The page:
Several biochemical tests are useful in the evaluation and management of patients with hepatic dysfunction. These tests can be used to (1) detect the presence of liver disease, (2) distinguish among different types of liver disorders, (3) gauge the extent of known liver damage, and (4) follow the response to treatment.
Liver tests have shortcomings. They can be normal in patients with serious liver disease and abnormal in patients with diseases that do not affect the liver. Liver tests rarely suggest a specific diagnosis; rather, they suggest a general category of liver disease, such as hepatocellular or cholestatic, which then further directs the evaluation.
The liver carries out thousands of biochemical functions, most of which cannot be easily measured by blood tests. Laboratory tests measure only a limited number of these functions. In fact, many tests, such as the aminotransferases or alkaline phosphatase, do not measure liver function at all. Rather, they detect liver cell damage or interference with bile flow. Thus, no one test enables the clinician to accurately assess the liver's total functional capacity.
To increase both the sensitivity and the specificity of laboratory tests in the detection of liver disease, it is best to use them as a battery. Tests usually employed in clinical practice include the bilirubin, aminotransferases, alkaline phosphatase, albumin, and prothrombin time tests. When more than one of these tests provide abnormal findings or the findings are persistently abnormal on serial determinations, the probability of liver disease is high. When all test results are normal, the probability of missing occult liver disease is low.
When evaluating patients with liver disorders, it is helpful to group these tests into general categories. The classification we have found most useful is given below.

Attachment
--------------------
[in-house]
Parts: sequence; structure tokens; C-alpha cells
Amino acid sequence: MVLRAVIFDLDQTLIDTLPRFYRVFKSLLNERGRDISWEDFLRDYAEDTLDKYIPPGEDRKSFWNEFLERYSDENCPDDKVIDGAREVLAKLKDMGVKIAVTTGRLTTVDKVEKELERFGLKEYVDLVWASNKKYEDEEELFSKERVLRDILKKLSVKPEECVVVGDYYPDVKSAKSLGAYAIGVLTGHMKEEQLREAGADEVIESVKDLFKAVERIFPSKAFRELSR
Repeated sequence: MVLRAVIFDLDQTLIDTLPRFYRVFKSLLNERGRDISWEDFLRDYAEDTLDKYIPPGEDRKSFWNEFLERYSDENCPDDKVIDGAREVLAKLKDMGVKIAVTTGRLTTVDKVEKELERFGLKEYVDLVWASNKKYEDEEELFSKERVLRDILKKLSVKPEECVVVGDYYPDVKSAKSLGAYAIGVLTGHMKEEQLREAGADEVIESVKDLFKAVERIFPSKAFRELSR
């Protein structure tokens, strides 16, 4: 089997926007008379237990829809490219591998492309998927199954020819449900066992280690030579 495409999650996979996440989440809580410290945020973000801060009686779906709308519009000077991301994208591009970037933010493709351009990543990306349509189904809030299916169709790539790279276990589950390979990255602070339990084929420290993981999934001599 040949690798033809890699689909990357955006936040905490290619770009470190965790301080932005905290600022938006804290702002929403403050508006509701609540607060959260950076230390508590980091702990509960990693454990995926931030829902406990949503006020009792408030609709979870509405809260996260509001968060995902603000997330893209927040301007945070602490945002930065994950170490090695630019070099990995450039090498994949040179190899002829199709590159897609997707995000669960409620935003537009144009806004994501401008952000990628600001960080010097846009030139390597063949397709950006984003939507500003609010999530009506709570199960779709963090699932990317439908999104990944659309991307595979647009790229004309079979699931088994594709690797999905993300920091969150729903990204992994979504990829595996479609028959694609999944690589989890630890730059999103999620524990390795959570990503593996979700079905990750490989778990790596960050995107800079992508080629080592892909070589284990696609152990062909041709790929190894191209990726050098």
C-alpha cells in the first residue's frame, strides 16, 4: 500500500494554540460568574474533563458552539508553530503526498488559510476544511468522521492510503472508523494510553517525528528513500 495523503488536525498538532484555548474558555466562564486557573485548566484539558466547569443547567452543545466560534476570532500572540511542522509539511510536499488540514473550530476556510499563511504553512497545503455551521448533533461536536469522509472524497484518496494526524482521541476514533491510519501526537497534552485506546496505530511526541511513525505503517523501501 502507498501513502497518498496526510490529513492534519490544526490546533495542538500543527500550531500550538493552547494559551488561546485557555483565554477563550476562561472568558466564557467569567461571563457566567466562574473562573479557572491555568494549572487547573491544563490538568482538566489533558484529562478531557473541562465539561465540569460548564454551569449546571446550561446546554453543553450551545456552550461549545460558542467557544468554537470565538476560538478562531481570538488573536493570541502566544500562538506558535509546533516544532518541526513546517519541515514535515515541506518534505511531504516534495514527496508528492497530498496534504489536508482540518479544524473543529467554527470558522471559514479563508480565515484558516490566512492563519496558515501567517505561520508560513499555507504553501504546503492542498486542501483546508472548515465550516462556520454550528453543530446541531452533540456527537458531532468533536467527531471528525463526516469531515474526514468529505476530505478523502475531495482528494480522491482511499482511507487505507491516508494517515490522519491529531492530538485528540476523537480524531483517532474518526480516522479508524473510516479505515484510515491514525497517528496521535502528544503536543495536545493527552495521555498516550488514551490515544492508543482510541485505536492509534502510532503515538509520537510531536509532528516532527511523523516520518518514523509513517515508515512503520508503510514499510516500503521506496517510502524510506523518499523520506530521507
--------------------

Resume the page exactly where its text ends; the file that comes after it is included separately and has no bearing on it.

Tests Based on Detoxification and Excretory Functions
(See also Chap. 42) Bilirubin, a breakdown product of the porphyrin ring of heme-containing proteins, is found in the blood in two fractions—conjugated and unconjugated. The unconjugated fraction, also termed the indirect fraction, is insoluble in water and is bound to albumin in the blood. The conjugated (direct) bilirubin fraction is water soluble and can therefore be excreted by the kidney. When measured by modifications of the original van den Bergh method, normal values of total serum bilirubin are reported between 1 and 1.5 mg/dL with 95% of a normal population falling between 0.2 and 0.9 mg/dL. If the direct-acting fraction is less than 15% of the total, the bilirubin can be considered to all be indirect. The most frequently reported upper limit of normal for conjugated bilirubin is 0.3 mg/dL.
Elevation of the unconjugated fraction of bilirubin is rarely due to liver disease. An isolated elevation of unconjugated bilirubin is seen primarily in hemolytic disorders and in a number of genetic conditions such as Crigler-Najjar and Gilbert's syndromes (Chap. 42). Isolated unconjugated hyperbilirubinemia (bilirubin elevated but <15% direct) should prompt a workup for hemolysis (Fig. 302-1). In the absence of hemolysis, an isolated, unconjugated hyperbilirubinemia in an otherwise healthy patient can be attributed to Gilbert's syndrome, and no further evaluation is required.